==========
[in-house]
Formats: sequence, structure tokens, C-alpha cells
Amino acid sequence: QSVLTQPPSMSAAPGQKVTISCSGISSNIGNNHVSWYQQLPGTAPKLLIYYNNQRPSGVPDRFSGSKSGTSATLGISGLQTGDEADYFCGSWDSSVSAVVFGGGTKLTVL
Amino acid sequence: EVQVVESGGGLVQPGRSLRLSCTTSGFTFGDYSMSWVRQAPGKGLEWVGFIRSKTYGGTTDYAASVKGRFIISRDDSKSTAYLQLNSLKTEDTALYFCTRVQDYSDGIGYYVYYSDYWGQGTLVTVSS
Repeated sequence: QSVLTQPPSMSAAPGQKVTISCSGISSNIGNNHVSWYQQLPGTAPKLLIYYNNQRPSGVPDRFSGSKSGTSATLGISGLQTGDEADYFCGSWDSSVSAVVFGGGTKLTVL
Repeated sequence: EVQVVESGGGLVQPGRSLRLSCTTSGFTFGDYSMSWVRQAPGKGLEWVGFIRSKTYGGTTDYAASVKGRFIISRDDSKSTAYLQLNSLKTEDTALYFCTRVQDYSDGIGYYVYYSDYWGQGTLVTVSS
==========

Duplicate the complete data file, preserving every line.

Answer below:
[in-house]
Formats: sequence, structure tokens, C-alpha cells
Amino acid sequence: QSVLTQPPSMSAAPGQKVTISCSGISSNIGNNHVSWYQQLPGTAPKLLIYYNNQRPSGVPDRFSGSKSGTSATLGISGLQTGDEADYFCGSWDSSVSAVVFGGGTKLTVL
Amino acid sequence: EVQVVESGGGLVQPGRSLRLSCTTSGFTFGDYSMSWVRQAPGKGLEWVGFIRSKTYGGTTDYAASVKGRFIISRDDSKSTAYLQLNSLKTEDTALYFCTRVQDYSDGIGYYVYYSDYWGQGTLVTVSS
Repeated sequence: QSVLTQPPSMSAAPGQKVTISCSGISSNIGNNHVSWYQQLPGTAPKLLIYYNNQRPSGVPDRFSGSKSGTSATLGISGLQTGDEADYFCGSWDSSVSAVVFGGGTKLTVL
Repeated sequence: EVQVVESGGGLVQPGRSLRLSCTTSGFTFGDYSMSWVRQAPGKGLEWVGFIRSKTYGGTTDYAASVKGRFIISRDDSKSTAYLQLNSLKTEDTALYFCTRVQDYSDGIGYYVYYSDYWGQGTLVTVSS